Insurance company connects agents with IP product

Back in 2000, La Capitale Assurance Generales noticed that its customers were going virtual, but thanks to limitations in communication technology, the Quebec-based insurance company had a hard time keeping up with this high-tech trend.

For some time La Capitale had been looking at how its clients were interacting with the firm, and discovered a new pattern: customers were shifting away from face-to-face interaction, and moving towards virtual communication, using the call centre or going to the Web site, explained Sean Forkan, director of advanced technologies at Cisco Systems Canada, a communication platform vendor.

This presented a challenge for La Capitale. It had a large geography to cover — 22 contact centres spread throughout the province of Quebec — and the cost of buying PBXs to cover both large and small call centres was “a little cost prohibitive,” Forkan said.

La Capitale decided the solution to its communication woes lay in the emerging voice-over-IP (VoIP) technology, a connection method that would put voice and data on one network.

But at the time, in 2000, few tech vendors offered the sort of converged voice-data platform that La Capitale sought, explained John Kirouac, the enterprise’s vice-president of finance and administration. Although he went to many IT shows searching for a range of providers to choose from, “the only one that really worked at the time was Cisco.”

La Capitale and Cisco had an existing relationship. The insurance company used Cisco products for data connectivity, Kirouac said.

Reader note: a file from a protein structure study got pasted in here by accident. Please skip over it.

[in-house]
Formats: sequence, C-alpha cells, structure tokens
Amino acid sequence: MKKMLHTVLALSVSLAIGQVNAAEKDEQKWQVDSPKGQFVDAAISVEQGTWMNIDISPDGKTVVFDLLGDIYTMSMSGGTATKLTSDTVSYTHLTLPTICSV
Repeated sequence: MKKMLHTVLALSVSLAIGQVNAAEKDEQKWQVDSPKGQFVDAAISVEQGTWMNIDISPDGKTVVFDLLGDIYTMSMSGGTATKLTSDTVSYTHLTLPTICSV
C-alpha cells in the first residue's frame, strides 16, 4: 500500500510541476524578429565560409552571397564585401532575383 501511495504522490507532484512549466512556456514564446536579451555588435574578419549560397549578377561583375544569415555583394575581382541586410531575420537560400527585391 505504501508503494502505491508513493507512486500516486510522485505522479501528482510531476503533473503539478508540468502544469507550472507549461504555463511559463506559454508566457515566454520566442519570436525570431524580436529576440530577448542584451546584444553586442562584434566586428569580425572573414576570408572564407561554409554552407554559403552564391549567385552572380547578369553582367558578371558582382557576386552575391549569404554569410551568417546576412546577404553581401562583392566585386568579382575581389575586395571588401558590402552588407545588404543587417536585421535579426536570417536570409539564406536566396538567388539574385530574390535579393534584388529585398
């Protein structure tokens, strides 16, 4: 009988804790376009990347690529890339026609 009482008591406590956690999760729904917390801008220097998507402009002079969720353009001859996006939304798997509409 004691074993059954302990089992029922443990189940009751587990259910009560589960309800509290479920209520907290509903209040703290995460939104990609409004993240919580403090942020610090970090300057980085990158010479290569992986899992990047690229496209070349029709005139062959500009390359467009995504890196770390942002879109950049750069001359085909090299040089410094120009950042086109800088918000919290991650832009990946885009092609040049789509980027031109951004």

La Capitale decided on Cisco’s IP Contact Centre (IPCC) to connect its branches and derive efficiency from its data network. IPCC is a VoIP-based system that includes call centre applications.

The most challenging part of the implementation was linking all 22 units across the province together, said La Capitale’s Kirouac.

“When you buy an IPCC system from Cisco, you buy…all kinds of hardware and having all this hardware communicate properly together was the hard part. But they finally did it,” he added.

The installation took six months to complete, but Kirouac noted that the company didn’t go into the project with blinders on. La Capitale still had its old Centrex system in place. It acted as a backup in case the IPCC experienced any failures. “We didn’t do it without a parachute,” he said.

La Capitale figures the IPCC has helped increase call agent productivity by as much as 20 per cent. The system has also helped reduce network ownership costs by $1 million per year. These days La Capitale is considering a click-to-talk feature on its Web site, so customers can speak with company agents during online sessions.

Although La Capitale’s experience with IPCC seems to be a positive one, Roberta Fox, president and senior partner at Fox Group Consulting in Markham, Ont., said Cisco needs to more clearly define what customers should expect from their VoIP systems if it wants to continue to be the “gorilla that a lot of people say [they are] in the data market.”

Cisco, which made a name for itself as a data equipment vendor, originally underestimated the complexity of voice technologies, both in terms of sales and installation, explained Fox. “I think they are now looking more strategically at how they can do it more effectively if they want to grow their IP telephony market share.”

Fox said she has been testing VoIP since 1997 and has learned that a company needs to have a well-designed, well-managed data network in order to put voice on top of it.

“If our e-mail is 30 seconds late it doesn’t matter, but if our voice call goes weird it matters,” Fox explained. “It is the real-time effect of a voice application that’s driving the data networks to be better managed.”

La Capitale’s Kirouac said his company so far has had a positive experience working with Cisco.

“My experience was a good one, but it was a hard one,” Kirouac said, referring to the fact that La Capitale was almost a guinea pig with the technology since it began plans to implement it in 2000. He added that when the company had problems with products, Cisco brought in the right people to solve them.

“When I bought the system I also bought some professional services at a fixed rate,” Kirouac said, “and I’m quite sure they spent at least three times what I paid them and they never said a word.”

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